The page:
Once the weather begins to cool off, you are probably thinking about how you’ll prepare your heating and cooling. After all, HVAC costs frequently add up to a big chunk of your monthly electric bill. To figure out new ways to lower their HVAC bill, some homeowners look closer at their thermostat. Is there a setting they could use to boost efficiency?
The bulk of thermostats come with a ‘Fan’ or ‘Fan On’ setting. But if the fan is on during a typical cycle, what can the fan setting offer for an HVAC system? This guide will help. We’ll share what exactly the fan setting is and when you can use it to save money over the summer or winter.
What Is the Fan Setting on My Thermostat?
For the bulk of thermostats, the fan setting signifies that the HVAC blower fan keeps running. Certain furnaces can run at a low level with this setting, but in most cases heating or cooling isn’t being produced. The ‘Auto’ setting, in contrast, will start the fan through a heating or cooling cycle and turn it off once the cycle is complete.
There are pros and cons to switching on the fan setting on your thermostat, and the ideal option can depend on your distinct comfort preferences.
Advantages to switching to the Fan/On setting:
- You can keep the temperature in each room more balanced by allowing the fan to keep generating airflow.
- Indoor air quality will be highest since constant airflow will keep passing airborne contaminants through the air filter.
- A smaller amount of start-stop cycles for the HVAC fan helps extend its life span. Since the air handler is often a component of the furnace, this means you might avoid needing furnace repair.
Disadvantages to switching to the Fan/On setting:
- A continuous fan will likely raise your energy costs by a small margin.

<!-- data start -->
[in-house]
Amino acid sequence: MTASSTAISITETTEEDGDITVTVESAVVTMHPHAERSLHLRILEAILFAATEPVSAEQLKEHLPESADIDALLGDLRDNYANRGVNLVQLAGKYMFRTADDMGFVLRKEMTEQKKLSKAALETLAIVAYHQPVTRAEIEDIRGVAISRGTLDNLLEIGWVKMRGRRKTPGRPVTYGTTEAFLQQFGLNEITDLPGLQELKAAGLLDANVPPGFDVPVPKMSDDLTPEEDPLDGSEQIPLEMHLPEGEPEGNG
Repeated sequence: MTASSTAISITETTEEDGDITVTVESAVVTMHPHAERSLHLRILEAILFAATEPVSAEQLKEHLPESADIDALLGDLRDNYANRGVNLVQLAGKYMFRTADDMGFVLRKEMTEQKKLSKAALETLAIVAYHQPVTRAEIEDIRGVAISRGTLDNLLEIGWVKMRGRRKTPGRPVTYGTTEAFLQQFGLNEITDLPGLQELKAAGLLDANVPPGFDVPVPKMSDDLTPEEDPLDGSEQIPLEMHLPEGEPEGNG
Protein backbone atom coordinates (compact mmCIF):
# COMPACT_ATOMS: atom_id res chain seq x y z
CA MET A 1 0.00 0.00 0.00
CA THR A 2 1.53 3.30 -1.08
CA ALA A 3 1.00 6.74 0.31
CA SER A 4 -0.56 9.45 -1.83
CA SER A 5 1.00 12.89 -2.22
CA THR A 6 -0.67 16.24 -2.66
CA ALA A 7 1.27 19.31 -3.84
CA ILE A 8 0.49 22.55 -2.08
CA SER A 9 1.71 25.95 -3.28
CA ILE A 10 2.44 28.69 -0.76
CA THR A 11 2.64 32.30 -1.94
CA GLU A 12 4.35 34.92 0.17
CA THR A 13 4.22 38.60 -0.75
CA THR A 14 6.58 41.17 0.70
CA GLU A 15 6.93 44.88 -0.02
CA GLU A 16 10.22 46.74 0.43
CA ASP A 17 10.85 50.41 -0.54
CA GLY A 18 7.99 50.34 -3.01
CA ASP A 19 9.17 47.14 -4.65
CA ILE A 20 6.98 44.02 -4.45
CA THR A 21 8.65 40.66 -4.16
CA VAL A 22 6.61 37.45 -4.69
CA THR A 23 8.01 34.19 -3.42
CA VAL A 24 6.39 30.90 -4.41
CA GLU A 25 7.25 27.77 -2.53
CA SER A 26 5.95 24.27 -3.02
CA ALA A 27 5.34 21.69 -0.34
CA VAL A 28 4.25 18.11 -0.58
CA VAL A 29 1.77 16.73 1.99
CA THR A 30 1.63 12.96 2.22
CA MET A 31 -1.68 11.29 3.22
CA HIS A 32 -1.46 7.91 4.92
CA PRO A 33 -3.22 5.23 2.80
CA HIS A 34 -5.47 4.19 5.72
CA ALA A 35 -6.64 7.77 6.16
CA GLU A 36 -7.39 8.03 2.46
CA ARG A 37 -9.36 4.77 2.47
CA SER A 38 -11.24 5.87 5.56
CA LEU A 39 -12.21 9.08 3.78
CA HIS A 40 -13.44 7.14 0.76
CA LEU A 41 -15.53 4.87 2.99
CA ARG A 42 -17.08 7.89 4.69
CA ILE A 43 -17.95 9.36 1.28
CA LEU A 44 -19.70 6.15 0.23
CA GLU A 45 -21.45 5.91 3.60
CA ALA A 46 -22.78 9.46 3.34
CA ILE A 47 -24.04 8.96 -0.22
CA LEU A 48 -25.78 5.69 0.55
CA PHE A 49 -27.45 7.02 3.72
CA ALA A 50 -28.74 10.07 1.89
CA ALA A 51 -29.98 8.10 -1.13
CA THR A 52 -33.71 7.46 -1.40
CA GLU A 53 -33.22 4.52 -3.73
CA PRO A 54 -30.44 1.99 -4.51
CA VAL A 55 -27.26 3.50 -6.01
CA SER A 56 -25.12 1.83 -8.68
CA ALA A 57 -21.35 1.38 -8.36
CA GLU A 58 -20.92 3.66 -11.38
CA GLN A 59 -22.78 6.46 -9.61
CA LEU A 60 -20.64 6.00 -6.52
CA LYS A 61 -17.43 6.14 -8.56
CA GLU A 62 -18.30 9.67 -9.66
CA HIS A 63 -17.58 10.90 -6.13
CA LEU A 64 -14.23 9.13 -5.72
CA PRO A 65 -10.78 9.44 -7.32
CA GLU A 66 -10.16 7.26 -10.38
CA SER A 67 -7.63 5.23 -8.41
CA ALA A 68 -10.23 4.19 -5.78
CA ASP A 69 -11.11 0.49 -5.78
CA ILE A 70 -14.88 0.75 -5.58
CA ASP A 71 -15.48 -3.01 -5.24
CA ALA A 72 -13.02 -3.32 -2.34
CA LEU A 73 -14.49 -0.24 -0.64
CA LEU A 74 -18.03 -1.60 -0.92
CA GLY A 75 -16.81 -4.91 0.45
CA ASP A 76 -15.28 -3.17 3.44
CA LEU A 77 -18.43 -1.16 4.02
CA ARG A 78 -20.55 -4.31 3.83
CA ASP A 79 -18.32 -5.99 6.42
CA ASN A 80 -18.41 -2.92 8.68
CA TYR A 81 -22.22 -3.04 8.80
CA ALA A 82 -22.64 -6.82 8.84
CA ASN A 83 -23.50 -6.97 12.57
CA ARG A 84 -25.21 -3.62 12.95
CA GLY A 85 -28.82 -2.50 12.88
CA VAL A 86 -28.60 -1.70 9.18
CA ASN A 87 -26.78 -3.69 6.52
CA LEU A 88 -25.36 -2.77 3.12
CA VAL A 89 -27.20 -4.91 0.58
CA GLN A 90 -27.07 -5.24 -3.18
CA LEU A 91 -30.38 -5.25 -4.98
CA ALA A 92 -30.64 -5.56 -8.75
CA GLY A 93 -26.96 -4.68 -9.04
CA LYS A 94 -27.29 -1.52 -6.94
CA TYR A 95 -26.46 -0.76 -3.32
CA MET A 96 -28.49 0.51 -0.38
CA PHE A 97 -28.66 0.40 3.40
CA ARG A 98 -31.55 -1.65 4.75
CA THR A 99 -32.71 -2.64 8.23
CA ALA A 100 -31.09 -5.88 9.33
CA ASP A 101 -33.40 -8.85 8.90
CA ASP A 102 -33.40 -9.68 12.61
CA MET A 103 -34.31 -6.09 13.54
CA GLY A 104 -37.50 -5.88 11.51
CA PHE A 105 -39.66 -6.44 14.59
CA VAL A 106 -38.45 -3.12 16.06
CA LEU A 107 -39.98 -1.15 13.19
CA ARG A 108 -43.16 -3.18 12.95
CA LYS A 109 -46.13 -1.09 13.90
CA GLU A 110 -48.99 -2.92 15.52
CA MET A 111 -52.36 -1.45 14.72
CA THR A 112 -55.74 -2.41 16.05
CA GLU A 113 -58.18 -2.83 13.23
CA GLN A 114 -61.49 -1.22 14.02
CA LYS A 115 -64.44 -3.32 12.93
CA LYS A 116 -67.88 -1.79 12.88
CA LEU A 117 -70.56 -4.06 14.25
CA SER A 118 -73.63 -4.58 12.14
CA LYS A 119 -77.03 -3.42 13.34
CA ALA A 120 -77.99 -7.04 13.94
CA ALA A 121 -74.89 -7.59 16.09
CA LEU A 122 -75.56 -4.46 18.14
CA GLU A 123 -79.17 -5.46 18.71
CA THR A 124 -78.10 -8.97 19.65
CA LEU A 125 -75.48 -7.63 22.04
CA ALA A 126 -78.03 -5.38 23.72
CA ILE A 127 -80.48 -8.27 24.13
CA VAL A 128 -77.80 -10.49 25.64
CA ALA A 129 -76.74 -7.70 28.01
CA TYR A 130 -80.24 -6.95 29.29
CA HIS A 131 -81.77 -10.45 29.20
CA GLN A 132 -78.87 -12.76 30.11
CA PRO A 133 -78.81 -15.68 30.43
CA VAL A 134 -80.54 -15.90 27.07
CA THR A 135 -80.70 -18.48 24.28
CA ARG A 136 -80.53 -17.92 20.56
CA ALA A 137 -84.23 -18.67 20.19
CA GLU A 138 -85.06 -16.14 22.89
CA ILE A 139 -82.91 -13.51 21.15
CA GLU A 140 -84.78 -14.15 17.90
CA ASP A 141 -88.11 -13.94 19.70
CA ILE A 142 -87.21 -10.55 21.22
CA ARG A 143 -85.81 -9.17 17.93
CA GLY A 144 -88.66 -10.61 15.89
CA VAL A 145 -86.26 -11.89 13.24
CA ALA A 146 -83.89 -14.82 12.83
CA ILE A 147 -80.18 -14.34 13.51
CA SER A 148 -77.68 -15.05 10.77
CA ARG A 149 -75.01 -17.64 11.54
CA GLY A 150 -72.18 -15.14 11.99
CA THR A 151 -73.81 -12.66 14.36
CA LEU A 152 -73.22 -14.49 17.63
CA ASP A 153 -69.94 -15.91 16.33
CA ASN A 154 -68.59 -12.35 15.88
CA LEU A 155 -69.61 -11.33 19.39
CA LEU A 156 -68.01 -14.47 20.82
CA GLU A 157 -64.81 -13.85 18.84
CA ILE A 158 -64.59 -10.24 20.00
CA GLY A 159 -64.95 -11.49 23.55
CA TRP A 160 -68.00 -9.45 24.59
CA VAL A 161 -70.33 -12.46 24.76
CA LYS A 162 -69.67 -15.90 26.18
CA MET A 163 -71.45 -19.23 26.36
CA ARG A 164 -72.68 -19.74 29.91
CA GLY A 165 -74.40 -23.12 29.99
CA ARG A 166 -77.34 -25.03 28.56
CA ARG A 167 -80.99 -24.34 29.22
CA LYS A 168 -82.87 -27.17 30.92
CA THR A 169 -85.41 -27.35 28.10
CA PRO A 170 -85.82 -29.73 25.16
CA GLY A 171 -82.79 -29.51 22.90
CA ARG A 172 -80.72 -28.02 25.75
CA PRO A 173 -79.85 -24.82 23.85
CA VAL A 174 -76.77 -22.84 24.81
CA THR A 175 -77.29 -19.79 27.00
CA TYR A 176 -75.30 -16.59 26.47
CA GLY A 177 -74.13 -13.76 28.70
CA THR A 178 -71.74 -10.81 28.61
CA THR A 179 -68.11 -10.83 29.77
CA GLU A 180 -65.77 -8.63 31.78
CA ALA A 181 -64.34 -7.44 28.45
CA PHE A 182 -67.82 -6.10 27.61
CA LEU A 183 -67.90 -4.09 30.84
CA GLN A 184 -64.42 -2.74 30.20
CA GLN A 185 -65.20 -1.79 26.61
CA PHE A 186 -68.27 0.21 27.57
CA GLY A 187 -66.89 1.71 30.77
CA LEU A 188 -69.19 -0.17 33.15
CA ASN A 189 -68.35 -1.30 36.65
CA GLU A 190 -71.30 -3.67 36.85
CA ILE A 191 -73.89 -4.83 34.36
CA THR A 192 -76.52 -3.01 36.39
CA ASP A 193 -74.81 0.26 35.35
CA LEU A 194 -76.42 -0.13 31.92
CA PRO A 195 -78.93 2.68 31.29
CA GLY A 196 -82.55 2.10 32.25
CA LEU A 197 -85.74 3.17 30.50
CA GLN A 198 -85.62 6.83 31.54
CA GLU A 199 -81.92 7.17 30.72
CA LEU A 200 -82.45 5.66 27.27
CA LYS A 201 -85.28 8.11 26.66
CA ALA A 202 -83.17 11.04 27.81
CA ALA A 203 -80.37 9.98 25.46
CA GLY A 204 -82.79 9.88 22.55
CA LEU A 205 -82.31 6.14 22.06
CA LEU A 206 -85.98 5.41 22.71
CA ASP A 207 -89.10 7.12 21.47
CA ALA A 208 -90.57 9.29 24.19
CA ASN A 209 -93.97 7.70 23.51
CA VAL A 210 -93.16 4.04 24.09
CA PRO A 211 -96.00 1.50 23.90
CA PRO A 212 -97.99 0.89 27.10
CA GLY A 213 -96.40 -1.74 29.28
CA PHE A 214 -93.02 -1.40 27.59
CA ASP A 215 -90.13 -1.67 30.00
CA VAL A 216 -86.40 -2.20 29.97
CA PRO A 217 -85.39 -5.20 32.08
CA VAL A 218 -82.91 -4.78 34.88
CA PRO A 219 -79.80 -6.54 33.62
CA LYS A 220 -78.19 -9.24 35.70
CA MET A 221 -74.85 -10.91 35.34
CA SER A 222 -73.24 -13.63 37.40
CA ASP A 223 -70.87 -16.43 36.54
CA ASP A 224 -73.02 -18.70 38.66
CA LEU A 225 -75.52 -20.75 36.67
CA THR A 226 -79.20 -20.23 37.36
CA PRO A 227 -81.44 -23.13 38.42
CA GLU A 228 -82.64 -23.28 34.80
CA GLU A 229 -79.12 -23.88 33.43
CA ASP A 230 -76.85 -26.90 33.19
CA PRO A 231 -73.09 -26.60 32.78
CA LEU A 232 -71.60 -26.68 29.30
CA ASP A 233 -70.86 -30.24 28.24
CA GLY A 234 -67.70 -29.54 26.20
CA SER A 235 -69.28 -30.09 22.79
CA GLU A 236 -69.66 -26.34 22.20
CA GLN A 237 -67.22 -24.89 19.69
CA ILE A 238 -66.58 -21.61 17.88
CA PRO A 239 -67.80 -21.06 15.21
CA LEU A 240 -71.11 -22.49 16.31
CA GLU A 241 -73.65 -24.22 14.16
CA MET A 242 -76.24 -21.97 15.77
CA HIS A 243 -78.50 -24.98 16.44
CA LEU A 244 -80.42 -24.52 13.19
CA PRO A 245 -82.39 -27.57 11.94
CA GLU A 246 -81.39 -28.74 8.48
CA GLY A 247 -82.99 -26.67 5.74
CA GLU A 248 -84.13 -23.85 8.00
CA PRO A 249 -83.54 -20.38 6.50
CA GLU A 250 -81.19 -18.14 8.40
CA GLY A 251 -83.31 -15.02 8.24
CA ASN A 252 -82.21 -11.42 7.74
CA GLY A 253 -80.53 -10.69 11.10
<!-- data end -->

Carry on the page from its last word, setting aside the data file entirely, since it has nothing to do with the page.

- Constant airflow may clog your air filter in a shorter amount of time, increasing the frequency you’ll need to replace it.
Should My Thermostat Be on Fan or Auto in Summer/Winter
Through the summer, warm air can stick around in unfinished spaces such as the attic or an attached garage. If you leave the fan on, your HVAC system may draw this warm air into the rest of your home, compelling the HVAC system to work harder to maintain the set temperature. In serious heat, this can lead to needing AC repair more regularly as wear and tear increases.
The reverse can take place in the winter. Cooler spaces such as a basement will hold onto cooler air, which can eventually make its way into the rest of your home. Leaving the fan setting on will sometimes draw more cold air upward, increasing the amount of heating you need to stay warm.
If you’re still trying to figure out if you should try the fan/on setting, remember that every home and family’s comfort needs are not the same. Leaving the HVAC system’s fan on may work for you if:
Someone in your household deals with allergies. Allergies and similar respiratory conditions can be stressful on the family. Leaving the fan on can help to enhance indoor air quality, helping your family breathe easier.
Your home has hot and cold spots. Many homes deal with persistent hot and cold spots that quickly shift to a temperature different from the rest of the house. The fan setting might help lessen these changes by steadily refreshing each room’s supply of air.